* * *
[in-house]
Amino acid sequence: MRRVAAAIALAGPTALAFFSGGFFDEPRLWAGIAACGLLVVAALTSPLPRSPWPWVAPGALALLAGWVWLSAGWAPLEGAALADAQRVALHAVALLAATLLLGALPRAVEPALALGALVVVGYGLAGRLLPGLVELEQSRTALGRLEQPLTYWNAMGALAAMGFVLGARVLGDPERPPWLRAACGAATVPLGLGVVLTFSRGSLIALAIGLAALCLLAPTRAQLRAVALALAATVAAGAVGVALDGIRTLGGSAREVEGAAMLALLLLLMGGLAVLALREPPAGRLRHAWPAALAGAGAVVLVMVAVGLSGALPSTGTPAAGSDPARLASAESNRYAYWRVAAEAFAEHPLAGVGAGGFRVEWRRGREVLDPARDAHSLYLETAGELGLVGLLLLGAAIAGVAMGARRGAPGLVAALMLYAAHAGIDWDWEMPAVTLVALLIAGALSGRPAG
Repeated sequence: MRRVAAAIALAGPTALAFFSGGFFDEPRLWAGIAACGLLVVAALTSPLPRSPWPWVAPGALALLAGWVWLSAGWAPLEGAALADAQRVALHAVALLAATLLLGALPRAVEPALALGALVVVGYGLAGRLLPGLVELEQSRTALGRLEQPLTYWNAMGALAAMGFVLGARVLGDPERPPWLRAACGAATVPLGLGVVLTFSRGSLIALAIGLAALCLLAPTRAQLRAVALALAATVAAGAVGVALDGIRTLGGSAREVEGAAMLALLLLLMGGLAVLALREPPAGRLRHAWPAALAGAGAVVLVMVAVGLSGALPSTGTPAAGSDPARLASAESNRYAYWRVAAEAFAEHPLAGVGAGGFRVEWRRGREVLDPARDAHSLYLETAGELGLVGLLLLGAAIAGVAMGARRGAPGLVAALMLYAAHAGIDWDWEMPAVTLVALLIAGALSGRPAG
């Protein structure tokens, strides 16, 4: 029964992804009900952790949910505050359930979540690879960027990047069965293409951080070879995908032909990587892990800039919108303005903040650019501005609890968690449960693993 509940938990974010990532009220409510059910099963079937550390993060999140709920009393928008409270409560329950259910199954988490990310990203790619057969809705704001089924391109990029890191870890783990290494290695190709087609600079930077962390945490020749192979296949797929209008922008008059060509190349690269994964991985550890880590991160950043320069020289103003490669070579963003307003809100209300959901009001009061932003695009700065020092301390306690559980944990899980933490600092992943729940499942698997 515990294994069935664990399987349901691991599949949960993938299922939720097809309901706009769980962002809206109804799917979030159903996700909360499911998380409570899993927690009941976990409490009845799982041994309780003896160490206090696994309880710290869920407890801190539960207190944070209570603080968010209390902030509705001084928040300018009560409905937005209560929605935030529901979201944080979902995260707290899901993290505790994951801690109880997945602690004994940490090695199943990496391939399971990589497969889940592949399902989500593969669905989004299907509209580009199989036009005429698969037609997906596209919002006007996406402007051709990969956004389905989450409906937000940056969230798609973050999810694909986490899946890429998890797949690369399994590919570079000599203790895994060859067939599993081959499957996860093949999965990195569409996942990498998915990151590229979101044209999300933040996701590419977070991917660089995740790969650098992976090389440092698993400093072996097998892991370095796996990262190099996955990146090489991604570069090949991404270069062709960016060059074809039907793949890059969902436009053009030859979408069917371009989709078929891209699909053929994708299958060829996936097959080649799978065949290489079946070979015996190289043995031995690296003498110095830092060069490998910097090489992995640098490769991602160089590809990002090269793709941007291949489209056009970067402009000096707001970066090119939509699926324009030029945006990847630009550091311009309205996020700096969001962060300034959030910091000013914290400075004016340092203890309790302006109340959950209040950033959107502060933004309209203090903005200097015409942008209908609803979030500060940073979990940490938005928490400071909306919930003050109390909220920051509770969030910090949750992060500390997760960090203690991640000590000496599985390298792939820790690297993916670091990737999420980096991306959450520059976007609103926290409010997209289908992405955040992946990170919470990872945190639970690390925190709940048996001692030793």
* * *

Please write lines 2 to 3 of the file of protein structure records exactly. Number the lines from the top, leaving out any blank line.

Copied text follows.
Amino acid sequence: MRRVAAAIALAGPTALAFFSGGFFDEPRLWAGIAACGLLVVAALTSPLPRSPWPWVAPGALALLAGWVWLSAGWAPLEGAALADAQRVALHAVALLAATLLLGALPRAVEPALALGALVVVGYGLAGRLLPGLVELEQSRTALGRLEQPLTYWNAMGALAAMGFVLGARVLGDPERPPWLRAACGAATVPLGLGVVLTFSRGSLIALAIGLAALCLLAPTRAQLRAVALALAATVAAGAVGVALDGIRTLGGSAREVEGAAMLALLLLLMGGLAVLALREPPAGRLRHAWPAALAGAGAVVLVMVAVGLSGALPSTGTPAAGSDPARLASAESNRYAYWRVAAEAFAEHPLAGVGAGGFRVEWRRGREVLDPARDAHSLYLETAGELGLVGLLLLGAAIAGVAMGARRGAPGLVAALMLYAAHAGIDWDWEMPAVTLVALLIAGALSGRPAG
Repeated sequence: MRRVAAAIALAGPTALAFFSGGFFDEPRLWAGIAACGLLVVAALTSPLPRSPWPWVAPGALALLAGWVWLSAGWAPLEGAALADAQRVALHAVALLAATLLLGALPRAVEPALALGALVVVGYGLAGRLLPGLVELEQSRTALGRLEQPLTYWNAMGALAAMGFVLGARVLGDPERPPWLRAACGAATVPLGLGVVLTFSRGSLIALAIGLAALCLLAPTRAQLRAVALALAATVAAGAVGVALDGIRTLGGSAREVEGAAMLALLLLLMGGLAVLALREPPAGRLRHAWPAALAGAGAVVLVMVAVGLSGALPSTGTPAAGSDPARLASAESNRYAYWRVAAEAFAEHPLAGVGAGGFRVEWRRGREVLDPARDAHSLYLETAGELGLVGLLLLGAAIAGVAMGARRGAPGLVAALMLYAAHAGIDWDWEMPAVTLVALLIAGALSGRPAG